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Area associations adapt to serve changing needs.

In a market that’s changing from one day to the next, almost one moment to the next, trade associations are having to adapt to meet the needs of their members as well. The Des Moines Area Association of REALTORS® (DMAAR) and the Greater Des Moines Home Builders Association (HBA-DM) are both finding new ways to serve their memberships.

“We’ve already seen this to be true. But in 2022 we’re really focused on understanding what our members are dealing with on a daily basis and recognizing the time they have to volunteer may be limited because of the pace of work they’re facing,” says Dan Knoup, Executive Officer of HBA-DM.

“We’ve been making little changes with how we schedule and communicate to relieve some of that, things like sending calendar invites so they automatically have time blocked off for meetings. It’s just one less thing they have to deal with. We’re also trying to get our own calendar planned out sooner so they can plan sooner as well.”

DMAAR’s Chief Executive Officer, Cindy Pelz says, “We’re always adjusting to meet the needs of our members. One thing we’ve noticed is that those needs vary depending on the experience and activity level of the member.”

Education programs are a key element of DMAAR’s member support. That remains true, no matter how busy REALTORS® become. The format may vary, however. “We were able to provide most of our programming via Zoom during the lockdown, and some Zoom training has continued,” says Pelz. “I expect we’ll continue to offer Zoom classes long-term because of the changing needs of our members. But they prefer the in-person classes when possible.”

Knoup says the HBA-DM has also continued to offer a hybrid of Zoom and in-person meetings. “What’s been surprising is that our in-person attendance is the highest it’s been in my eight years as Executive Officer,” he says. “No matter how much you adapt, it’s just not as effective virtually as being in the same room with people, and our members recognize that.”

He says the pace of work has also caused members to value the benefits of in-person gatherings with others in the industry. “We really anticipated it would be difficult to have well-attended in-person activities because everyone’s schedules are so backed up right now, but that hasn’t been the case. I think people really need that personal interaction.”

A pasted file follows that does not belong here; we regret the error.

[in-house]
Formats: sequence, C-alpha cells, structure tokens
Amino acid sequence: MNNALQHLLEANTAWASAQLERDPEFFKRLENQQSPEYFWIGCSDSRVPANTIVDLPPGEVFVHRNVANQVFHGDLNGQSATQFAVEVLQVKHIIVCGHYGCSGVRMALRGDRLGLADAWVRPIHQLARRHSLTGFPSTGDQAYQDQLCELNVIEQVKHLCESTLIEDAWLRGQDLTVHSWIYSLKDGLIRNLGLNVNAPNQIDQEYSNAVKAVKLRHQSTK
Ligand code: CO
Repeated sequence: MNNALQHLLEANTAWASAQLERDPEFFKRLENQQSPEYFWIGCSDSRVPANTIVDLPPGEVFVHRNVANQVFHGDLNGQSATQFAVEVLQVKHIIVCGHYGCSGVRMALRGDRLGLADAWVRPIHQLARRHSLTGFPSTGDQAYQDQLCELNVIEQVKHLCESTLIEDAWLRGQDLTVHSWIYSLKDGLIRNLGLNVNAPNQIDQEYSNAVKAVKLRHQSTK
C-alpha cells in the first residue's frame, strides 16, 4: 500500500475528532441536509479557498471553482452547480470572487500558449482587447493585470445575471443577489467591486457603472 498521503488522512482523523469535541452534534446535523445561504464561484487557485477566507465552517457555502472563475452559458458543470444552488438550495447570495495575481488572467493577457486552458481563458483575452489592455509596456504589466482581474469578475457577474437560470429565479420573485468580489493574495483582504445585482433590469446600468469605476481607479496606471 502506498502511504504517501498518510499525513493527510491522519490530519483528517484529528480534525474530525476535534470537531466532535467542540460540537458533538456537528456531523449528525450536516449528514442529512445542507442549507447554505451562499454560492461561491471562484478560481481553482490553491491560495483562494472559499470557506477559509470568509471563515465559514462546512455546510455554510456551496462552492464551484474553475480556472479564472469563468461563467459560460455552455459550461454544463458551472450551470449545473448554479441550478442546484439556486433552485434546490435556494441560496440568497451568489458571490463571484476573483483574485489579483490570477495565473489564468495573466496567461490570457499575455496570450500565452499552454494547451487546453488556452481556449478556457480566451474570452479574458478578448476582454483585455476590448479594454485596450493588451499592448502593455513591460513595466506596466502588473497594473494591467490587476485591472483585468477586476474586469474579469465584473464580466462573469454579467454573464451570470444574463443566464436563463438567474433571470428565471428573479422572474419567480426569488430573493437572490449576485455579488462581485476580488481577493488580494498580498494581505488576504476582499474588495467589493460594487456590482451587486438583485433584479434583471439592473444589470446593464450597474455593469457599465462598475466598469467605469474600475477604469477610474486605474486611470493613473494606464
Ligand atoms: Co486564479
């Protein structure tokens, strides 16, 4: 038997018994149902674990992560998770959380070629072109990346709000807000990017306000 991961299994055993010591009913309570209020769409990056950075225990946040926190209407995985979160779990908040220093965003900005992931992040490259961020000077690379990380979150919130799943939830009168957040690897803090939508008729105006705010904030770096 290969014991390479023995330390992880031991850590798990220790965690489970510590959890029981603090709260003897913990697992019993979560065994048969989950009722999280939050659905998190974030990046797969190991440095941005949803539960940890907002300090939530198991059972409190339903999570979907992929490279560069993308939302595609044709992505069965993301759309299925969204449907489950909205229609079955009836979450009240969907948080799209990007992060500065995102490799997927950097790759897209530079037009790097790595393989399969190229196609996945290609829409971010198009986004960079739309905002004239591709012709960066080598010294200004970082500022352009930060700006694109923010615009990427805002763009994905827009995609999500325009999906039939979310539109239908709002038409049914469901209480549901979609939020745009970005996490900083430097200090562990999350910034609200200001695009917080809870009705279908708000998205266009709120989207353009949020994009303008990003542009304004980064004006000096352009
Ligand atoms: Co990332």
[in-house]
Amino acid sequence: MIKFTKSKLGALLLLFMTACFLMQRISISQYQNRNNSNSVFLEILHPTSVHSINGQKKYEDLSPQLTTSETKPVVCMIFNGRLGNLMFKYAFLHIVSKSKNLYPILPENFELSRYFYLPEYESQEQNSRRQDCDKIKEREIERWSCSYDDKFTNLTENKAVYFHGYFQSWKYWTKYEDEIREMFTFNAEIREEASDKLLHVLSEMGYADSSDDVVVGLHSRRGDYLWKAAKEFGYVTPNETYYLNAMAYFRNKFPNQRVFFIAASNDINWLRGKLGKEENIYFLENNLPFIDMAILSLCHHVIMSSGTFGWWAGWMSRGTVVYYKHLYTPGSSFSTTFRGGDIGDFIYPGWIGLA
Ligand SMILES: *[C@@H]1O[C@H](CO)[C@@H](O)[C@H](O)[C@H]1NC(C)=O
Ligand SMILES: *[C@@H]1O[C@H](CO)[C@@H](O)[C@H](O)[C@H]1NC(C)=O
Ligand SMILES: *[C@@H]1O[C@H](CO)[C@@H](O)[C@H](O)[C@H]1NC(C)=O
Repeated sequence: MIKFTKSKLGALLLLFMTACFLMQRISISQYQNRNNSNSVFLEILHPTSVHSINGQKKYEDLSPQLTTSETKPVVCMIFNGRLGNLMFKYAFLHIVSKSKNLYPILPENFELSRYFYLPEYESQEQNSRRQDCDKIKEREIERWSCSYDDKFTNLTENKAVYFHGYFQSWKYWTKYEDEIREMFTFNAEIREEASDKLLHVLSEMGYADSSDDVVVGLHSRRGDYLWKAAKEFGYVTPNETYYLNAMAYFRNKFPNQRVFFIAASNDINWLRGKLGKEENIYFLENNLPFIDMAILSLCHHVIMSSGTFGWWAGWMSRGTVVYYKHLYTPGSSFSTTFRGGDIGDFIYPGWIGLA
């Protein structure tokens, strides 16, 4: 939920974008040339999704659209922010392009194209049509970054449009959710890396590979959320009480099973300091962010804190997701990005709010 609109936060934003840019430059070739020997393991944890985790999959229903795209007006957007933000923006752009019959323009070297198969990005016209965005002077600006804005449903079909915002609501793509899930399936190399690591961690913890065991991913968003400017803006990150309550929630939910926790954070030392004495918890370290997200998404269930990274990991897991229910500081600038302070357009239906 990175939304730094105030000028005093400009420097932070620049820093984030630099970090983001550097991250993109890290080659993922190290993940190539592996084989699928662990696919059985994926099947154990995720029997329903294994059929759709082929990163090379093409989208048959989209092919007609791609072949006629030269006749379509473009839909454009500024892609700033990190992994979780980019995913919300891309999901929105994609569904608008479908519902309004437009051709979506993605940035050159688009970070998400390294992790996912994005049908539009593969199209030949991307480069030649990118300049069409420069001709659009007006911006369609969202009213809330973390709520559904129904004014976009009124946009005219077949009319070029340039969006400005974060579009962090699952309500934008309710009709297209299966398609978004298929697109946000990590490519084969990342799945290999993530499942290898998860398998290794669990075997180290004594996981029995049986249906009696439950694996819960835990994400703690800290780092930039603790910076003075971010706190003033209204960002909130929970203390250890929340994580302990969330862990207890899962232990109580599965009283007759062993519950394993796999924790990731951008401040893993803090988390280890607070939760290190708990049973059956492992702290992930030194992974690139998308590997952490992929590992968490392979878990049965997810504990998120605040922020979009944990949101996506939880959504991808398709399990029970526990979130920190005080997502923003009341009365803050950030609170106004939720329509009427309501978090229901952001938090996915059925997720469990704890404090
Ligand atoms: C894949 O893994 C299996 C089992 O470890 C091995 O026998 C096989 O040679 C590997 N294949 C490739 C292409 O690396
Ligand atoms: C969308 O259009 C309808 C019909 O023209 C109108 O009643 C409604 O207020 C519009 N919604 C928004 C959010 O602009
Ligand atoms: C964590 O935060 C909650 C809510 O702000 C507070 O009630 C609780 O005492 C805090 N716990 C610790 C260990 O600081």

Neither Pelz or Knoup expects the pace of business to change in 2022.

“It’s been crazy busy,” Pelz says. “More than likely 2021 will end even higher than 2020, which was a record year. I know a lot of our members are wondering about how things will progress this next year with supply chain issues and other concerns.”

Knoup says HBA-DM’s members have been battling those supply chain problems, on top of the skyrocketing demand and rising labor and material costs, and everyone expects more of the same for 2022. “Most of our members have developed their own strategies over the course of the past year for dealing with those issues. On a local level, we don’t have a big role in addressing those concerns, but our national arm is having conversations every day with legislators about ways to resolve the situation. There are bills already in the House that could get things moving more quickly through the port and trucking systems.”

Improving supply chain issues would go a long way to smoothing the way for both construction delays and home sales. Pelz says, “With more people continuing to work from home long-term, homeowners are discovering that the popular open concept that worked for so long is just not ideal. That means more buyers are shopping and new construction plans are looking different.”

Remodeling activity has also grown exponentially over the past couple of years because of that.“So many people are rethinking how they live,” Knoup says. “And the money they didn’t spend on travel and vacations they’re spending on their homes to fit that new way of life. Our remodeler members are as busy as they’ve been in their entire careers.”

Although economists are predicting a slight increase in interest rates and little change in inflation, Pelz and Knoup expect 2022 to be another strong year for home sales and construction in Iowa. “Sales have been steady at all levels, and we don’t see a lot of change in that for the new year,” says Pelz. “The higher-end market is always hit and miss because there are fewer buyers at that level, but everything else should remain strong.”

The HBA-DM has been actively planning and preparing for the annual Tour of Remodeled Homes and HomeShowExpo. Knoup says the association anticipates both to be well-attended, no matter what happens with COVID spread over the next several months. “For the Tour of Remodeled Homes, we leave it to the individual remodeler and homeowner to dictate any restrictions,” he says. “And we offer a day of appointment-limited attendance for those who are more concerned about social distancing.”